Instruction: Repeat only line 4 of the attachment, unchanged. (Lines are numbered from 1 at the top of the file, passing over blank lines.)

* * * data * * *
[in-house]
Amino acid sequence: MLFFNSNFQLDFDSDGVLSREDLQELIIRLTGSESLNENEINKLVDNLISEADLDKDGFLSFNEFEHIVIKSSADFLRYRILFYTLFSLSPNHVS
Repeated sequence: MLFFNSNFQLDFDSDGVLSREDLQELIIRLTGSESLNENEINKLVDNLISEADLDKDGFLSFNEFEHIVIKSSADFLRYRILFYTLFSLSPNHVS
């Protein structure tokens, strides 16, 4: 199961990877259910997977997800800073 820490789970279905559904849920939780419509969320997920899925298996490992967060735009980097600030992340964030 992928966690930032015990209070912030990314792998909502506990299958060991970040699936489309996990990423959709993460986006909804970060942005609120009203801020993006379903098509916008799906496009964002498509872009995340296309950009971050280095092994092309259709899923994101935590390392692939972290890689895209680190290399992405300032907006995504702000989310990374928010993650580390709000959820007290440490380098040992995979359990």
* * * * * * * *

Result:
């Protein structure tokens, strides 16, 4: 199961990877259910997977997800800073 820490789970279905559904849920939780419509969320997920899925298996490992967060735009980097600030992340964030 992928966690930032015990209070912030990314792998909502506990299958060991970040699936489309996990990423959709993460986006909804970060942005609120009203801020993006379903098509916008799906496009964002498509872009995340296309950009971050280095092994092309259709899923994101935590390392692939972290890689895209680190290399992405300032907006995504702000989310990374928010993650580390709000959820007290440490380098040992995979359990």